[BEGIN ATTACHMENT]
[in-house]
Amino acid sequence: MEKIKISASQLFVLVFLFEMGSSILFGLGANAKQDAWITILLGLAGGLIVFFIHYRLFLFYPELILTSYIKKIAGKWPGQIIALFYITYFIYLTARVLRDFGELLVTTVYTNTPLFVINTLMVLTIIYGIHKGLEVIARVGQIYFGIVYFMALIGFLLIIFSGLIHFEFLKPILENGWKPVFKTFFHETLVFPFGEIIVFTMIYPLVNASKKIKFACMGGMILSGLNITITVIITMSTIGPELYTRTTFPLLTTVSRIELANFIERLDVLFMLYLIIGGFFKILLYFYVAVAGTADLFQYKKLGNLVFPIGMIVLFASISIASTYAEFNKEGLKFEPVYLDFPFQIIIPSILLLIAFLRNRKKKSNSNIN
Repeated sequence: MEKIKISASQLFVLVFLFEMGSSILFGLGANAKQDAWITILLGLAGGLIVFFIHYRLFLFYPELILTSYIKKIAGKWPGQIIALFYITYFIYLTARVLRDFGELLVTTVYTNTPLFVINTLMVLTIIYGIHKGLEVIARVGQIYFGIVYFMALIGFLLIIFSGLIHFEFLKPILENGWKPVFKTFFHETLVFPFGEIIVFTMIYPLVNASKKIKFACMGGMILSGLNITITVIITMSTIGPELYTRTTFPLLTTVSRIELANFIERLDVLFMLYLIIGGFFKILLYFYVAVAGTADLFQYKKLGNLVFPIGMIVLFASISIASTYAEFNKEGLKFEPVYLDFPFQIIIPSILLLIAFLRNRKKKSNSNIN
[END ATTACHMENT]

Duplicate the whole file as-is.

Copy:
[in-house]
Amino acid sequence: MEKIKISASQLFVLVFLFEMGSSILFGLGANAKQDAWITILLGLAGGLIVFFIHYRLFLFYPELILTSYIKKIAGKWPGQIIALFYITYFIYLTARVLRDFGELLVTTVYTNTPLFVINTLMVLTIIYGIHKGLEVIARVGQIYFGIVYFMALIGFLLIIFSGLIHFEFLKPILENGWKPVFKTFFHETLVFPFGEIIVFTMIYPLVNASKKIKFACMGGMILSGLNITITVIITMSTIGPELYTRTTFPLLTTVSRIELANFIERLDVLFMLYLIIGGFFKILLYFYVAVAGTADLFQYKKLGNLVFPIGMIVLFASISIASTYAEFNKEGLKFEPVYLDFPFQIIIPSILLLIAFLRNRKKKSNSNIN
Repeated sequence: MEKIKISASQLFVLVFLFEMGSSILFGLGANAKQDAWITILLGLAGGLIVFFIHYRLFLFYPELILTSYIKKIAGKWPGQIIALFYITYFIYLTARVLRDFGELLVTTVYTNTPLFVINTLMVLTIIYGIHKGLEVIARVGQIYFGIVYFMALIGFLLIIFSGLIHFEFLKPILENGWKPVFKTFFHETLVFPFGEIIVFTMIYPLVNASKKIKFACMGGMILSGLNITITVIITMSTIGPELYTRTTFPLLTTVSRIELANFIERLDVLFMLYLIIGGFFKILLYFYVAVAGTADLFQYKKLGNLVFPIGMIVLFASISIASTYAEFNKEGLKFEPVYLDFPFQIIIPSILLLIAFLRNRKKKSNSNIN